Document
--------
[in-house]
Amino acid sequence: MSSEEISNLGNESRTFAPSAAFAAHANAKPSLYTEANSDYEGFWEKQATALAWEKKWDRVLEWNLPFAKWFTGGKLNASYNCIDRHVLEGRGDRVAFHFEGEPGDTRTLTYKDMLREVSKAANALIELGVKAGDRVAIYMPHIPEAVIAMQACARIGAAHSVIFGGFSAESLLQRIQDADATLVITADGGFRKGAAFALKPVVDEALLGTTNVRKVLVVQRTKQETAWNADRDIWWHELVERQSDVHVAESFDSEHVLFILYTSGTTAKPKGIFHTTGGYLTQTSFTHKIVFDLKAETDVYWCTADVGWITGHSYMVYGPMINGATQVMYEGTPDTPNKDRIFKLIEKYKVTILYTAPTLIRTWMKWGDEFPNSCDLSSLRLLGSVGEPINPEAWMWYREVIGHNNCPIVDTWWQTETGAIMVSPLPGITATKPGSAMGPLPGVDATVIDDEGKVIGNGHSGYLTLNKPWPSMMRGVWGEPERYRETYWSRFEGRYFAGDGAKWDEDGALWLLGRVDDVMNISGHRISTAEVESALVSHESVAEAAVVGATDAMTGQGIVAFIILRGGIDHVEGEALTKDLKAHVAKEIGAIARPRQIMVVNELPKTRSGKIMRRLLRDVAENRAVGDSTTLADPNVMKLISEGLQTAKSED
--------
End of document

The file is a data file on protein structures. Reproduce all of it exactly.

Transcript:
[in-house]
Amino acid sequence: MSSEEISNLGNESRTFAPSAAFAAHANAKPSLYTEANSDYEGFWEKQATALAWEKKWDRVLEWNLPFAKWFTGGKLNASYNCIDRHVLEGRGDRVAFHFEGEPGDTRTLTYKDMLREVSKAANALIELGVKAGDRVAIYMPHIPEAVIAMQACARIGAAHSVIFGGFSAESLLQRIQDADATLVITADGGFRKGAAFALKPVVDEALLGTTNVRKVLVVQRTKQETAWNADRDIWWHELVERQSDVHVAESFDSEHVLFILYTSGTTAKPKGIFHTTGGYLTQTSFTHKIVFDLKAETDVYWCTADVGWITGHSYMVYGPMINGATQVMYEGTPDTPNKDRIFKLIEKYKVTILYTAPTLIRTWMKWGDEFPNSCDLSSLRLLGSVGEPINPEAWMWYREVIGHNNCPIVDTWWQTETGAIMVSPLPGITATKPGSAMGPLPGVDATVIDDEGKVIGNGHSGYLTLNKPWPSMMRGVWGEPERYRETYWSRFEGRYFAGDGAKWDEDGALWLLGRVDDVMNISGHRISTAEVESALVSHESVAEAAVVGATDAMTGQGIVAFIILRGGIDHVEGEALTKDLKAHVAKEIGAIARPRQIMVVNELPKTRSGKIMRRLLRDVAENRAVGDSTTLADPNVMKLISEGLQTAKSED